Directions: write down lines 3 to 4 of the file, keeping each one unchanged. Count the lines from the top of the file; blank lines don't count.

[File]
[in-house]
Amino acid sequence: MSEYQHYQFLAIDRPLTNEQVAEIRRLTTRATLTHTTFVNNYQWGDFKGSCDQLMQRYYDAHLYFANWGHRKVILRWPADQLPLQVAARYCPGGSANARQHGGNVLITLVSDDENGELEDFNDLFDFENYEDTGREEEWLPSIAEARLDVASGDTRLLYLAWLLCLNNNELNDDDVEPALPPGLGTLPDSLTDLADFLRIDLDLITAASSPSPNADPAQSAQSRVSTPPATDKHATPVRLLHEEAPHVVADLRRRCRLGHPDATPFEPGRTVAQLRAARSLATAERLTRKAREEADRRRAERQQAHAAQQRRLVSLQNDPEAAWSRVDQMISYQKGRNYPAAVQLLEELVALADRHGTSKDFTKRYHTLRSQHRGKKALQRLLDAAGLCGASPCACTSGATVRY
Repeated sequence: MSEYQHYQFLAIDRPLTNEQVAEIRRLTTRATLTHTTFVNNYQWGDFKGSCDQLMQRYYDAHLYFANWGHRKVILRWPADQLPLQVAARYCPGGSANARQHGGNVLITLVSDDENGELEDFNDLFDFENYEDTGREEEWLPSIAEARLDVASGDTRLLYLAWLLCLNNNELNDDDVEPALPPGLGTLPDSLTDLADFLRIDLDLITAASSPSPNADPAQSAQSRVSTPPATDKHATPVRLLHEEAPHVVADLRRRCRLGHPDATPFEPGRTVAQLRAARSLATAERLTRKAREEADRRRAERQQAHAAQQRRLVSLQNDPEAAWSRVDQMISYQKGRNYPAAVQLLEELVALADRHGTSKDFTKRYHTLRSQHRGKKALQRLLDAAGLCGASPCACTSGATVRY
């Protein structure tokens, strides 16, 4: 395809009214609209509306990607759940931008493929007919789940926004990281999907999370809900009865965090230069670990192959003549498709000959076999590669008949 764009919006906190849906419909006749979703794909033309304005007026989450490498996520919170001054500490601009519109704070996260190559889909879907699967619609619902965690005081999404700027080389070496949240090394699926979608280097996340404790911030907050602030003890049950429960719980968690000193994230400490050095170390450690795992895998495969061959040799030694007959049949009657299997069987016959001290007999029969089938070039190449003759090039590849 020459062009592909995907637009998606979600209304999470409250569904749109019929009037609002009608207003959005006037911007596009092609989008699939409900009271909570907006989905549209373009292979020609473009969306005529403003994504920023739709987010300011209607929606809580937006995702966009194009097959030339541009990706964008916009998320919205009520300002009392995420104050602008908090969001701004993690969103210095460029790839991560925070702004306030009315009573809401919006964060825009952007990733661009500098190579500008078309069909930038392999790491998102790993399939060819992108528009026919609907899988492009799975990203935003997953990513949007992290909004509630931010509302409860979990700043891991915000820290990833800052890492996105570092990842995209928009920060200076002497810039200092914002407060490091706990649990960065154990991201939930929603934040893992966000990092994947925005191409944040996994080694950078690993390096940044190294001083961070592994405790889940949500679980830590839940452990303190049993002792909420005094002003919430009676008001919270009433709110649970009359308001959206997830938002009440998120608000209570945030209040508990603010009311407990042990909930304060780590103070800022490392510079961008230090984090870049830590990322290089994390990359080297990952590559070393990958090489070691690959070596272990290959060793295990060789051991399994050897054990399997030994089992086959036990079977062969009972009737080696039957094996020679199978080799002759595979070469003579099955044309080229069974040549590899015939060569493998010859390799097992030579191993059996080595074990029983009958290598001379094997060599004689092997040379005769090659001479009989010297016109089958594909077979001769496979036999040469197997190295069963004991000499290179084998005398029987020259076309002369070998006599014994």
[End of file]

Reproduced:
Repeated sequence: MSEYQHYQFLAIDRPLTNEQVAEIRRLTTRATLTHTTFVNNYQWGDFKGSCDQLMQRYYDAHLYFANWGHRKVILRWPADQLPLQVAARYCPGGSANARQHGGNVLITLVSDDENGELEDFNDLFDFENYEDTGREEEWLPSIAEARLDVASGDTRLLYLAWLLCLNNNELNDDDVEPALPPGLGTLPDSLTDLADFLRIDLDLITAASSPSPNADPAQSAQSRVSTPPATDKHATPVRLLHEEAPHVVADLRRRCRLGHPDATPFEPGRTVAQLRAARSLATAERLTRKAREEADRRRAERQQAHAAQQRRLVSLQNDPEAAWSRVDQMISYQKGRNYPAAVQLLEELVALADRHGTSKDFTKRYHTLRSQHRGKKALQRLLDAAGLCGASPCACTSGATVRY
């Protein structure tokens, strides 16, 4: 395809009214609209509306990607759940931008493929007919789940926004990281999907999370809900009865965090230069670990192959003549498709000959076999590669008949 764009919006906190849906419909006749979703794909033309304005007026989450490498996520919170001054500490601009519109704070996260190559889909879907699967619609619902965690005081999404700027080389070496949240090394699926979608280097996340404790911030907050602030003890049950429960719980968690000193994230400490050095170390450690795992895998495969061959040799030694007959049949009657299997069987016959001290007999029969089938070039190449003759090039590849 020459062009592909995907637009998606979600209304999470409250569904749109019929009037609002009608207003959005006037911007596009092609989008699939409900009271909570907006989905549209373009292979020609473009969306005529403003994504920023739709987010300011209607929606809580937006995702966009194009097959030339541009990706964008916009998320919205009520300002009392995420104050602008908090969001701004993690969103210095460029790839991560925070702004306030009315009573809401919006964060825009952007990733661009500098190579500008078309069909930038392999790491998102790993399939060819992108528009026919609907899988492009799975990203935003997953990513949007992290909004509630931010509302409860979990700043891991915000820290990833800052890492996105570092990842995209928009920060200076002497810039200092914002407060490091706990649990960065154990991201939930929603934040893992966000990092994947925005191409944040996994080694950078690993390096940044190294001083961070592994405790889940949500679980830590839940452990303190049993002792909420005094002003919430009676008001919270009433709110649970009359308001959206997830938002009440998120608000209570945030209040508990603010009311407990042990909930304060780590103070800022490392510079961008230090984090870049830590990322290089994390990359080297990952590559070393990958090489070691690959070596272990290959060793295990060789051991399994050897054990399997030994089992086959036990079977062969009972009737080696039957094996020679199978080799002759595979070469003579099955044309080229069974040549590899015939060569493998010859390799097992030579191993059996080595074990029983009958290598001379094997060599004689092997040379005769090659001479009989010297016109089958594909077979001769496979036999040469197997190295069963004991000499290179084998005398029987020259076309002369070998006599014994």